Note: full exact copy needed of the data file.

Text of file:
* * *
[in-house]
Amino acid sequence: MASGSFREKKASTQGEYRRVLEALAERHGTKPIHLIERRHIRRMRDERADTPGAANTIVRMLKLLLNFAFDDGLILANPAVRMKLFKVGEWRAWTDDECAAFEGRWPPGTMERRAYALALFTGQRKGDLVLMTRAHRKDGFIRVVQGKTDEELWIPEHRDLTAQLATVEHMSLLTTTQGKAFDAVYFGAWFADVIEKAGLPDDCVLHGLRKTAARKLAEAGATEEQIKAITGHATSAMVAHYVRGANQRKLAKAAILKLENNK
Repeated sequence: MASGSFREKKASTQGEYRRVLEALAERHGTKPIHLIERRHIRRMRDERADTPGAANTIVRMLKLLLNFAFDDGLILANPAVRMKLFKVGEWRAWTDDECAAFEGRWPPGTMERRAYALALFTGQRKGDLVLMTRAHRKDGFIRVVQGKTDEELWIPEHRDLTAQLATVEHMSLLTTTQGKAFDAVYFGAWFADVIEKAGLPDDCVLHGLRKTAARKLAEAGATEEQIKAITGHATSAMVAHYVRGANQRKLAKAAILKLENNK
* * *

[in-house]
Amino acid sequence: MASGSFREKKASTQGEYRRVLEALAERHGTKPIHLIERRHIRRMRDERADTPGAANTIVRMLKLLLNFAFDDGLILANPAVRMKLFKVGEWRAWTDDECAAFEGRWPPGTMERRAYALALFTGQRKGDLVLMTRAHRKDGFIRVVQGKTDEELWIPEHRDLTAQLATVEHMSLLTTTQGKAFDAVYFGAWFADVIEKAGLPDDCVLHGLRKTAARKLAEAGATEEQIKAITGHATSAMVAHYVRGANQRKLAKAAILKLENNK
Repeated sequence: MASGSFREKKASTQGEYRRVLEALAERHGTKPIHLIERRHIRRMRDERADTPGAANTIVRMLKLLLNFAFDDGLILANPAVRMKLFKVGEWRAWTDDECAAFEGRWPPGTMERRAYALALFTGQRKGDLVLMTRAHRKDGFIRVVQGKTDEELWIPEHRDLTAQLATVEHMSLLTTTQGKAFDAVYFGAWFADVIEKAGLPDDCVLHGLRKTAARKLAEAGATEEQIKAITGHATSAMVAHYVRGANQRKLAKAAILKLENNK